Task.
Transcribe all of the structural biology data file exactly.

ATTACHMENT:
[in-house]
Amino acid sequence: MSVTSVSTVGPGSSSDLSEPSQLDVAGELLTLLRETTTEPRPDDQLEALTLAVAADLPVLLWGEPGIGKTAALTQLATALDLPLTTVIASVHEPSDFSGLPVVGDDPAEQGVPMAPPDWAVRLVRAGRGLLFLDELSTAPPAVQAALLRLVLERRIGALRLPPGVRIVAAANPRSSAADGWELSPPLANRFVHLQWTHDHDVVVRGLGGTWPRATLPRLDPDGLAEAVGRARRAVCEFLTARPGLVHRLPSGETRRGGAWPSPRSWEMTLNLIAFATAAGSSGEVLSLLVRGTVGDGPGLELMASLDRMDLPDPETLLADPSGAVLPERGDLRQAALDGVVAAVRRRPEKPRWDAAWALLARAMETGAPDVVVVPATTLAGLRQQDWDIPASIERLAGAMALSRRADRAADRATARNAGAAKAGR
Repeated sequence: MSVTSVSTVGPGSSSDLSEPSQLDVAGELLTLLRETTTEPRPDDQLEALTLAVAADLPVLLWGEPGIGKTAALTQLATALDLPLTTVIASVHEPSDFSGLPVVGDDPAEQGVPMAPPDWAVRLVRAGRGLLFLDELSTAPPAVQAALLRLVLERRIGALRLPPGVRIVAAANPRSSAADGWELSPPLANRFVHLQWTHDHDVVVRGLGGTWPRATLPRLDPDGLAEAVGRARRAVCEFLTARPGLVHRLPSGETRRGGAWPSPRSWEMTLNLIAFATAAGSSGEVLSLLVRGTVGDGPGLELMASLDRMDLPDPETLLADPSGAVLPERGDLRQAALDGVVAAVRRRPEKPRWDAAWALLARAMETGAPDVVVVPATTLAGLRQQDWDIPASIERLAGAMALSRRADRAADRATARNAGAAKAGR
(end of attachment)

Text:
[in-house]
Amino acid sequence: MSVTSVSTVGPGSSSDLSEPSQLDVAGELLTLLRETTTEPRPDDQLEALTLAVAADLPVLLWGEPGIGKTAALTQLATALDLPLTTVIASVHEPSDFSGLPVVGDDPAEQGVPMAPPDWAVRLVRAGRGLLFLDELSTAPPAVQAALLRLVLERRIGALRLPPGVRIVAAANPRSSAADGWELSPPLANRFVHLQWTHDHDVVVRGLGGTWPRATLPRLDPDGLAEAVGRARRAVCEFLTARPGLVHRLPSGETRRGGAWPSPRSWEMTLNLIAFATAAGSSGEVLSLLVRGTVGDGPGLELMASLDRMDLPDPETLLADPSGAVLPERGDLRQAALDGVVAAVRRRPEKPRWDAAWALLARAMETGAPDVVVVPATTLAGLRQQDWDIPASIERLAGAMALSRRADRAADRATARNAGAAKAGR
Repeated sequence: MSVTSVSTVGPGSSSDLSEPSQLDVAGELLTLLRETTTEPRPDDQLEALTLAVAADLPVLLWGEPGIGKTAALTQLATALDLPLTTVIASVHEPSDFSGLPVVGDDPAEQGVPMAPPDWAVRLVRAGRGLLFLDELSTAPPAVQAALLRLVLERRIGALRLPPGVRIVAAANPRSSAADGWELSPPLANRFVHLQWTHDHDVVVRGLGGTWPRATLPRLDPDGLAEAVGRARRAVCEFLTARPGLVHRLPSGETRRGGAWPSPRSWEMTLNLIAFATAAGSSGEVLSLLVRGTVGDGPGLELMASLDRMDLPDPETLLADPSGAVLPERGDLRQAALDGVVAAVRRRPEKPRWDAAWALLARAMETGAPDVVVVPATTLAGLRQQDWDIPASIERLAGAMALSRRADRAADRATARNAGAAKAGR